Orlando Health’s Rehabilitation Team integrates patients with spinal cord injuries into a local gym following traditional rehabilitation, using adaptive fitness equipment and environment.
Through an innovative new program pioneered by Orlando Health’s rehabilitation team and South Orange CrossFit (SOCF), former patients paralyzed with spinal cord injuries are pumping iron and participating in classes alongside other fitness enthusiasts. Approximately 50 patients are diagnosed with traumatic spinal cord injury (SCI) each year at Orlando Regional Medical Center (ORMC). While not all patients currently participate in the year-old program, the gym fills a void for those who do.
In the rehabilitation program, ORMC provides comprehensive care to help patients regain their physical and emotional strength and independence. However, after many graduate from rehab and return home to their community, their health stagnates or declines.
“We noticed once our SCI patients graduated from our rehab program, there weren’t any exercise programs or fitness centers with adaptive equipment accessible to this population to help them continue building their strength,” Erin Jones, rehabilitation educator at Orlando Health Rehabilitation Institute, said.
So Orlando Health decided to create its own, applying for and receiving the Craig H. Neilsen Foundation’s “Creating Opportunities for Independence” grant. The $53,000 grant financed adaptive exercise equipment, training and memberships for up to 15 SCI participants to continue their post-rehab fitness routine at a local gym.
Once funded, the search began for a fitness partner. “Corporate gyms could only promise us a corner for our equipment,” said Lauren Vagelakos, senior grant manager at Orlando Health Foundation. “We wanted our patients integrated into the gym community, not off in a corner by themselves. That’s hard to find.”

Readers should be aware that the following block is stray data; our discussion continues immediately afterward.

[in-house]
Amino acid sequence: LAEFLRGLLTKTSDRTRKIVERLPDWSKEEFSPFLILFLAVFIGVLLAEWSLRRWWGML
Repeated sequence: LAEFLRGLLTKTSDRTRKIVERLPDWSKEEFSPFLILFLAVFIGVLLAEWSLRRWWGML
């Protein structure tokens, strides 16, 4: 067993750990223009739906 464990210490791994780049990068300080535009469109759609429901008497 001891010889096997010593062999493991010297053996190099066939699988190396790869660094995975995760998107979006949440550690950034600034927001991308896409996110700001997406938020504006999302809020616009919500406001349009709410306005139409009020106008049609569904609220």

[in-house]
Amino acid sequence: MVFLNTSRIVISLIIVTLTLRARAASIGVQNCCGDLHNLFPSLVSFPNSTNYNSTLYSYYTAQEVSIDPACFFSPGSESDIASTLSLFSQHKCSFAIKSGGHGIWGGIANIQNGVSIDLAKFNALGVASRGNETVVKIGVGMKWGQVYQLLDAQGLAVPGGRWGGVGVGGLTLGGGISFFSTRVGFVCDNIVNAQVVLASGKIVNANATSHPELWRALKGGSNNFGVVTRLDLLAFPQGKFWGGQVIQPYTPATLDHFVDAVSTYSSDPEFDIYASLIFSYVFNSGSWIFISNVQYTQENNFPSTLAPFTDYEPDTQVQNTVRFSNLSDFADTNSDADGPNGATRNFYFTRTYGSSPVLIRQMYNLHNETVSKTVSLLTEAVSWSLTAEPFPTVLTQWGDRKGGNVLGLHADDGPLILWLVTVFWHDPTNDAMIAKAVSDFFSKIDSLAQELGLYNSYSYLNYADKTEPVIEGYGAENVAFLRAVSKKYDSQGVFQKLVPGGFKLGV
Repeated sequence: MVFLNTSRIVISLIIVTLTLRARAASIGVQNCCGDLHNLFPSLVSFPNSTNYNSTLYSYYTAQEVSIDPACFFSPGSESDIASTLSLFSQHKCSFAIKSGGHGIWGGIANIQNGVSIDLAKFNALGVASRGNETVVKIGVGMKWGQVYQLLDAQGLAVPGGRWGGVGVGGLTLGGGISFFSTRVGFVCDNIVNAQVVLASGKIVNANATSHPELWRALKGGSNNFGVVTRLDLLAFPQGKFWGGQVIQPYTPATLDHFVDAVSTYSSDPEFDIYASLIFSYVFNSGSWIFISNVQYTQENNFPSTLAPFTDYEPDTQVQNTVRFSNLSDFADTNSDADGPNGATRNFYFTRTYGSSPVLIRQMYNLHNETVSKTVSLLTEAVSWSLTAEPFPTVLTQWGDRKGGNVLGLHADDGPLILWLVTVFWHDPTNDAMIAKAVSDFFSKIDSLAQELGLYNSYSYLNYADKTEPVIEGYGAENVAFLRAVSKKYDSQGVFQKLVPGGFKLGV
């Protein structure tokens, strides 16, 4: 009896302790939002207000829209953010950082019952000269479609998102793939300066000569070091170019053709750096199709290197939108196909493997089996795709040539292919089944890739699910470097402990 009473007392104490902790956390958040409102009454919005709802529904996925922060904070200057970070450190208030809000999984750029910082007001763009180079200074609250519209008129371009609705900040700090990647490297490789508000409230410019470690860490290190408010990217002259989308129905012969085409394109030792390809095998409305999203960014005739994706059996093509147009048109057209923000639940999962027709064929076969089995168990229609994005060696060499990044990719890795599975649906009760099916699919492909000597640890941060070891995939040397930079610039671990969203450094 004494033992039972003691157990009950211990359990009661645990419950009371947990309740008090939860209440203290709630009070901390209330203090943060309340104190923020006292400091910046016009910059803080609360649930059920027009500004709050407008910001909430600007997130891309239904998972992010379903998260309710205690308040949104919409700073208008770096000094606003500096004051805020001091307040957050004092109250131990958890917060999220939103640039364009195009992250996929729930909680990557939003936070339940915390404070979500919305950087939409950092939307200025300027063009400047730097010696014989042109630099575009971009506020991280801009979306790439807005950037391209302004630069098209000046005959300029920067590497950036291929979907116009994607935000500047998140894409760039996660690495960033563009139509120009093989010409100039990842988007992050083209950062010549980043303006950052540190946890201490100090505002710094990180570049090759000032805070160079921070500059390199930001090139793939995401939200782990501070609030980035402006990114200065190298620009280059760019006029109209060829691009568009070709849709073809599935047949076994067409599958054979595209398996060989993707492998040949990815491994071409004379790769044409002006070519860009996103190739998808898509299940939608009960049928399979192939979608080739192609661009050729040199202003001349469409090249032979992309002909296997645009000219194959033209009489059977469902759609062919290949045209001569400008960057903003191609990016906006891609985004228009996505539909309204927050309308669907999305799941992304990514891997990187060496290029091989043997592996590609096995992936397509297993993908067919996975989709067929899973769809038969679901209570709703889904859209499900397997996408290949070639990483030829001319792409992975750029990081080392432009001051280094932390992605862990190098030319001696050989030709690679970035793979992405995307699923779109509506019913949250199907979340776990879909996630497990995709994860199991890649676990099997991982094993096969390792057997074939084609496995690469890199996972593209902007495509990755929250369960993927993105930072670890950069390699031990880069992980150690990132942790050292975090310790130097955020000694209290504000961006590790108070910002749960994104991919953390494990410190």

At SOCF, co-owners Robert Zambrana and Guillermo Reyes were receptive to creating an adaptive, immersive experience. “My partner is deaf, so he understands wanting to be treated like everyone else,” said Reyes. “This seemed like a good fit for us.”
Adaptive athletes have special needs. Some do not have good core strength. Others cannot grip or need help transferring from their wheelchairs. Equipment must be spaced so wheelchairs can better access the machines. Pullup bars must be adjusted. Bands and adaptive gloves may be necessary. While some gym equipment is specially designed for adaptive use, all machines can be modified.
Gaining strength from working out enables SCI patients to better perform daily tasks like getting on the bus or transferring from their wheelchair. It also helps with quality of life.
At SOCF, every member is treated as an athlete pursuing a healthier life, regardless of their mobility. “When other members see our adaptive athletes working out, it drives home the meaning of ‘No Excuses’,” said Reyes.
The partnership with SOCF has extended Orlando Health’s reach beyond the hospital walls, providing patients with much more than just a typical gym membership. One individual now has the strength to walk 25 steps with leg braces and has enrolled in college. Orlando Health also sponsors several athletes who compete in strength training competitions across the state and country. While the grant dollars have ended, Orlando Health is looking to bring the program to other Cross-Fit gyms and expand into the adolescent population.